It's only June, but Dax Dasilva's already had a big year.

In March, his Montreal-based tech company Lightspeed went public, and in April, his first book, Age of Union, was released. It’s part memoir, part manifesto, and it showcases something to celebrate this Pride month: diversity and inclusion could change everything.

Dasilva is one of Canada’s most successful entrepreneurs: Lightspeed is valued at $1.7 billion, a rare Canadian unicorn. His leadership at the company is legendary. But in Age of Union he talks about how he didn’t always see himself as a leader – he didn’t think he fit the mold.

“I never saw myself as having the Type-A characteristics of traditional leaders,” Dasilva writes. “I chose instead to leverage my position by valorizing diverse perspectives. This has allowed me to find my own methods of leadership, elevated by the voices of others.”

Dasilva came out as gay in the 1990s, when he was still a teen. That experience helped to shape him into someone who deeply understands the value of community connections, bringing together diverse thinkers, and raising others up.

Dasilva defines his leadership style as “empowering, optimistic, unifying, risk-taking, and supportive.”

Last June, when Dasilva joined us as a guest at our RBC Disruptors talk as part of Pride Month, he spoke about how diversity and inclusion can spur innovation. Long before Lightspeed went public, this conviction had informed every step of its growth.

“We hired brilliant people. And we established teams in places with cultures as diverse as Montreal, Amsterdam, Ghent, New York, London, and the U.S. west coast, which themselves revealed subcultures in every department of engineering, sales, support and operations. Somehow, we have still been able to find unity on our mission – a celebration of all that diversity can bring to a company born of the digital age.”

The data backs up the value of diversity: a McKinsey report found firms that place in the “top quartile for racial or ethnic diversity” are 35% more likely to have higher financial returns.

Moving forward, Dasilva encourages leaders to think about inclusion every step of the way: “Nurture diversity in all aspects of your project: the team, the programming, the audiences you cultivate.”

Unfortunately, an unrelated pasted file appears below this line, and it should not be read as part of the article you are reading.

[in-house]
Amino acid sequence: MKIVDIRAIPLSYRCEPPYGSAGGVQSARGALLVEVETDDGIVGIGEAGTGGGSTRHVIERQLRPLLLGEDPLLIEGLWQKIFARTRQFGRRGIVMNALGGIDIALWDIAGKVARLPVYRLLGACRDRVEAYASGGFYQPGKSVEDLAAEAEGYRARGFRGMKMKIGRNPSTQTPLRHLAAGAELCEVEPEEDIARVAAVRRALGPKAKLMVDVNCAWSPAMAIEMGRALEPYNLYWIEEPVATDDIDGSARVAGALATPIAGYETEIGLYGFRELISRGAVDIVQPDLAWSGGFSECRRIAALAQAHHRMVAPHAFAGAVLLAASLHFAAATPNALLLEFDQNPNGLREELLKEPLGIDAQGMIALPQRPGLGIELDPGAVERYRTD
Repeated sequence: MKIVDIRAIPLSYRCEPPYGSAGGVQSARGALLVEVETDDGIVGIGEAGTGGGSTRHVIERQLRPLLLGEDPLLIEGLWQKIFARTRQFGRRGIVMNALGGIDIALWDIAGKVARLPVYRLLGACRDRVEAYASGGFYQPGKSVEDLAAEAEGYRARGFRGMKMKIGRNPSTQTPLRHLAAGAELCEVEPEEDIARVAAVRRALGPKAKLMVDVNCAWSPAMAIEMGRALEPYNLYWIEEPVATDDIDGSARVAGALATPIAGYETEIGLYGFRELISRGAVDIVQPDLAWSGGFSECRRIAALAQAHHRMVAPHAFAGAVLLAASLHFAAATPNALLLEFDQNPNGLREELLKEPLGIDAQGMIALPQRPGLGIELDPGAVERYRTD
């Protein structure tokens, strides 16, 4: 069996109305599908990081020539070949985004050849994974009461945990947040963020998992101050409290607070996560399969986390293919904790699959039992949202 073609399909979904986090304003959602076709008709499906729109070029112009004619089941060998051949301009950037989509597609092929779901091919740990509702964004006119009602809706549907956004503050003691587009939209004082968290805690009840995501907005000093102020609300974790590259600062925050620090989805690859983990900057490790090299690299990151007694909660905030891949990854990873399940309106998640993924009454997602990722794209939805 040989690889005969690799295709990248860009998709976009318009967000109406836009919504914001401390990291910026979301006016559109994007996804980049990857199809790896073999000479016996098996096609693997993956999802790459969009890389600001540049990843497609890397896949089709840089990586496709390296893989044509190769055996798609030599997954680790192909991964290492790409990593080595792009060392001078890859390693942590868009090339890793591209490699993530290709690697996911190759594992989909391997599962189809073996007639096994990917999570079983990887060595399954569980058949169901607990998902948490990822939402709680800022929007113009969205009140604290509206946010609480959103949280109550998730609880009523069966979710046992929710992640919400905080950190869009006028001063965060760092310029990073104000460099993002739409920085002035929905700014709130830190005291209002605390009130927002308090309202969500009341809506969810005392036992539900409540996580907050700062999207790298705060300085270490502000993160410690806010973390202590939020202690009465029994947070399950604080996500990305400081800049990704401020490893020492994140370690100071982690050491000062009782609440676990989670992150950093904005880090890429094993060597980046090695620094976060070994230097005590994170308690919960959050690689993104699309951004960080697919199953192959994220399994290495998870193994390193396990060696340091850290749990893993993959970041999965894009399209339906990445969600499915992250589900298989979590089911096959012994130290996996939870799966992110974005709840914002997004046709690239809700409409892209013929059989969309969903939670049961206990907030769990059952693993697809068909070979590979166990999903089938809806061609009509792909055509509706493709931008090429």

It just might change the world.

“Seeking input and knowledge from people’s diverse backgrounds will lead to finding richer solutions to the world’s problems, solutions that work for all and not just a select few.”

As Senior Vice-President, Office of the CEO, John advises the executive leadership on emerging trends in Canada’s economy, providing insights grounded in his travels across the country and around the world. His work focuses on technological change and innovation, examining how to successfully navigate the new economy so more people can thrive in the age of disruption. Prior to joining RBC, John spent nearly 25 years at the Globe and Mail, where he served as editor-in-chief, editor of Report on Business, and a foreign correspondent in New Delhi, India. He is the author of three books and has a fourth underway.

This article is intended as general information only and is not to be relied upon as constituting legal, financial or other professional advice. A professional advisor should be consulted regarding your specific situation. Information presented is believed to be factual and up-to-date but we do not guarantee its accuracy and it should not be regarded as a complete analysis of the subjects discussed. All expressions of opinion reflect the judgment of the authors as of the date of publication and are subject to change. No endorsement of any third parties or their advice, opinions, information, products or services is expressly given or implied by Royal Bank of Canada or any of its affiliates.